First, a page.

You’ll have to tell me all these places around the world where people are fighting us because I’m at a loss to know what you are talking about. I’m particularly interested to know where anyone is fighting GIs with M-16s, Bradly fighting vehicles, M-1 tanks, or F-16s.

    The main fight I know about with foreign countries is their fight to open trade with us, to sell their products on our market.

    Steve: [useless Saudi princes]

    Mahmood: “Pah, they’re moving more into Eastern Europe now and apparently rather enjoying the new climes!”

    Mahmood, if only the main occupation of rich Arab princes was to add to their list of wives I would wish them well. That would be a recognizeable human impulse. The desire to kill people for your religion is an inhuman impulse, a retreat to the morality of reptiles which regard every other living thing as the enemy.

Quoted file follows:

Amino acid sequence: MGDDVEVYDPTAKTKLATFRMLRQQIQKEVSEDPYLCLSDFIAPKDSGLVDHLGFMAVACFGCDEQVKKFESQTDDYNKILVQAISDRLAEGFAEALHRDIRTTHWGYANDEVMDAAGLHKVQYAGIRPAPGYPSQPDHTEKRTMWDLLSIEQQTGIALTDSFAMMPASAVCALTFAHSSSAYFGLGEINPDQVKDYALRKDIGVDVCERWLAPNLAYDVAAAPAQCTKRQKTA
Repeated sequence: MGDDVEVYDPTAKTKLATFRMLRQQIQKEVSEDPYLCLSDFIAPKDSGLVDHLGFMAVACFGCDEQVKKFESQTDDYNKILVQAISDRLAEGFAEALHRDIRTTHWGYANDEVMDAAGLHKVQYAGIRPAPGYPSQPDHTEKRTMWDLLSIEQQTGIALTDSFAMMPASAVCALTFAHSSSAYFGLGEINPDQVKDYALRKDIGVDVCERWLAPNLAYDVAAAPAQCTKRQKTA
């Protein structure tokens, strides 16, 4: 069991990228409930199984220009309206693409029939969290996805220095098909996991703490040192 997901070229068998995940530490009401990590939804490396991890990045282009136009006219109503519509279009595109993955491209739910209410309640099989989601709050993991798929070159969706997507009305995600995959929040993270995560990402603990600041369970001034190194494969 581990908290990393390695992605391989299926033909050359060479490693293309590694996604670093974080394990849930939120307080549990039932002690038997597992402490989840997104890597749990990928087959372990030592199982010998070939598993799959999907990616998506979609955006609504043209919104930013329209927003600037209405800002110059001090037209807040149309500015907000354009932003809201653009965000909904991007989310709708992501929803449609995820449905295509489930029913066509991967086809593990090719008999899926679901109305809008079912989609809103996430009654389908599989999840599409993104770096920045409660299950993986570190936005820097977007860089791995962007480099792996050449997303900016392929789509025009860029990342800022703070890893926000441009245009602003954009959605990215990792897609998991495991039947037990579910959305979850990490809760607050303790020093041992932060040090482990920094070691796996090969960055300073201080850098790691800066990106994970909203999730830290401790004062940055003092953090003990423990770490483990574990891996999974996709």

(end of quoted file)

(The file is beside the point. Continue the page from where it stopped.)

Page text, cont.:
106. AGA: “What I can’t figure out is why Steve persistently returns to a theme that all Muslims have terrorism in their hearts or some such thing. When pressed, he will soften it a bit, such as, “larger Muslim community which is unwilling to do violence or directly support it, but is indifferent to the violence done if it benefits them,” but he never really lets go of the notion that Muslims generally are the problem.”

    AGA, Islam is a religion which promotes terror. Mohammed, the Perfect Muslim, modelled the behavior for modern day terrorists with his attacks on his rivals caravans, his unprovoked attacks on rival villages after dreaming up bogus grievances, his enthusiastic embrace of violence to include assassination of critics and beheading hostages en masse.